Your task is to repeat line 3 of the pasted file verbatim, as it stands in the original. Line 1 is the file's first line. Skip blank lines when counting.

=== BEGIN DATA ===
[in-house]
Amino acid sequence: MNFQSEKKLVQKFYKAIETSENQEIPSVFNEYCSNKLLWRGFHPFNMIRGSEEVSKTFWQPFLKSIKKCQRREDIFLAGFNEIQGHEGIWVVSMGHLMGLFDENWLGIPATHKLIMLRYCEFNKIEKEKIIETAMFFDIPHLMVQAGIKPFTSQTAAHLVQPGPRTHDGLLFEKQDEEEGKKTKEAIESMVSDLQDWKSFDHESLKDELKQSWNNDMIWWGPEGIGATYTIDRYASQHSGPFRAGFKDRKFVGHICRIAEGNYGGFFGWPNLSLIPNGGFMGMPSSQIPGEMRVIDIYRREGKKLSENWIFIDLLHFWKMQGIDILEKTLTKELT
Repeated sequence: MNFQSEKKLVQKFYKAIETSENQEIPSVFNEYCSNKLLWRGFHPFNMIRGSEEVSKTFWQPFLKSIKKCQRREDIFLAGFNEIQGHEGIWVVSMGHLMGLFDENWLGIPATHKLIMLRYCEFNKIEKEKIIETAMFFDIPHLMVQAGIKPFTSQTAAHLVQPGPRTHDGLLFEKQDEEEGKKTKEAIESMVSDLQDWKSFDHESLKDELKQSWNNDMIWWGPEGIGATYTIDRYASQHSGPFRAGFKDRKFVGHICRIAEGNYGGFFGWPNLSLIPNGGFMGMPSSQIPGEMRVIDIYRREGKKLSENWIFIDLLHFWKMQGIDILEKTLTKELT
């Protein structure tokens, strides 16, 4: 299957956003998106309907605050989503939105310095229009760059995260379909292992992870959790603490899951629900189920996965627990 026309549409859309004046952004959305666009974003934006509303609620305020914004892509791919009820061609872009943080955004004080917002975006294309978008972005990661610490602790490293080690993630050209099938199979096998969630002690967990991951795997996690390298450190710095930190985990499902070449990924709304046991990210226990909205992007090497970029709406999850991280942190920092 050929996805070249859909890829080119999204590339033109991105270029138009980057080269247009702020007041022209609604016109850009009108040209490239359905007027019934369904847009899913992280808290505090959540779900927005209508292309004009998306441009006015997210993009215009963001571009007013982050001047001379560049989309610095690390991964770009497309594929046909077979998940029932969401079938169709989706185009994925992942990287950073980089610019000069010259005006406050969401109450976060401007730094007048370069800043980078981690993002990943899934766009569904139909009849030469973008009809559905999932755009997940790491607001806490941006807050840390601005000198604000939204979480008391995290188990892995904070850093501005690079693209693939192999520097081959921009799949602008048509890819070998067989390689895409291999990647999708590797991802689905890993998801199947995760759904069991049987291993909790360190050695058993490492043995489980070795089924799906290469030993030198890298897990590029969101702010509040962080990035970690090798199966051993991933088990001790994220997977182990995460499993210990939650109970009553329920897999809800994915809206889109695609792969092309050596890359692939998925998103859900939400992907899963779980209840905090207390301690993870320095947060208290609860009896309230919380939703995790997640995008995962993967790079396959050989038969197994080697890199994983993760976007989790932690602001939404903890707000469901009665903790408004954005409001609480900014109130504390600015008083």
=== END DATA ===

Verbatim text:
Repeated sequence: MNFQSEKKLVQKFYKAIETSENQEIPSVFNEYCSNKLLWRGFHPFNMIRGSEEVSKTFWQPFLKSIKKCQRREDIFLAGFNEIQGHEGIWVVSMGHLMGLFDENWLGIPATHKLIMLRYCEFNKIEKEKIIETAMFFDIPHLMVQAGIKPFTSQTAAHLVQPGPRTHDGLLFEKQDEEEGKKTKEAIESMVSDLQDWKSFDHESLKDELKQSWNNDMIWWGPEGIGATYTIDRYASQHSGPFRAGFKDRKFVGHICRIAEGNYGGFFGWPNLSLIPNGGFMGMPSSQIPGEMRVIDIYRREGKKLSENWIFIDLLHFWKMQGIDILEKTLTKELT